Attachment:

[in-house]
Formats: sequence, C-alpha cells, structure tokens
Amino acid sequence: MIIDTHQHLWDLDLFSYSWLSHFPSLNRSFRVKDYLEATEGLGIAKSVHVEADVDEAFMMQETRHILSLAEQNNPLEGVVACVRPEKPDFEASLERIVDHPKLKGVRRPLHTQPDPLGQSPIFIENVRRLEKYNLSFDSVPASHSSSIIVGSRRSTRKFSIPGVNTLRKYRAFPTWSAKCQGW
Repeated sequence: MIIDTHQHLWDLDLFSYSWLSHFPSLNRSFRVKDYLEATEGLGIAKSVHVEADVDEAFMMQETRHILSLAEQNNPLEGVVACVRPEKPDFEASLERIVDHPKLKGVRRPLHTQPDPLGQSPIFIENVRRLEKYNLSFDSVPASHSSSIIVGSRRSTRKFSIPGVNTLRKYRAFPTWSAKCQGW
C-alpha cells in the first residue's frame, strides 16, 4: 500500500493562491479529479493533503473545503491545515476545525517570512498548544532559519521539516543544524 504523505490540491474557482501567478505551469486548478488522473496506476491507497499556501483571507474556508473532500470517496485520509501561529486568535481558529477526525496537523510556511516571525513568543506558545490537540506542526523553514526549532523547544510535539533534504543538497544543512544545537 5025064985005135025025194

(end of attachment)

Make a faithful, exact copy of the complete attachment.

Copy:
[in-house]
Formats: sequence, C-alpha cells, structure tokens
Amino acid sequence: MIIDTHQHLWDLDLFSYSWLSHFPSLNRSFRVKDYLEATEGLGIAKSVHVEADVDEAFMMQETRHILSLAEQNNPLEGVVACVRPEKPDFEASLERIVDHPKLKGVRRPLHTQPDPLGQSPIFIENVRRLEKYNLSFDSVPASHSSSIIVGSRRSTRKFSIPGVNTLRKYRAFPTWSAKCQGW
Repeated sequence: MIIDTHQHLWDLDLFSYSWLSHFPSLNRSFRVKDYLEATEGLGIAKSVHVEADVDEAFMMQETRHILSLAEQNNPLEGVVACVRPEKPDFEASLERIVDHPKLKGVRRPLHTQPDPLGQSPIFIENVRRLEKYNLSFDSVPASHSSSIIVGSRRSTRKFSIPGVNTLRKYRAFPTWSAKCQGW
C-alpha cells in the first residue's frame, strides 16, 4: 500500500493562491479529479493533503473545503491545515476545525517570512498548544532559519521539516543544524 504523505490540491474557482501567478505551469486548478488522473496506476491507497499556501483571507474556508473532500470517496485520509501561529486568535481558529477526525496537523510556511516571525513568543506558545490537540506542526523553514526549532523547544510535539533534504543538497544543512544545537 5025064985005135025025194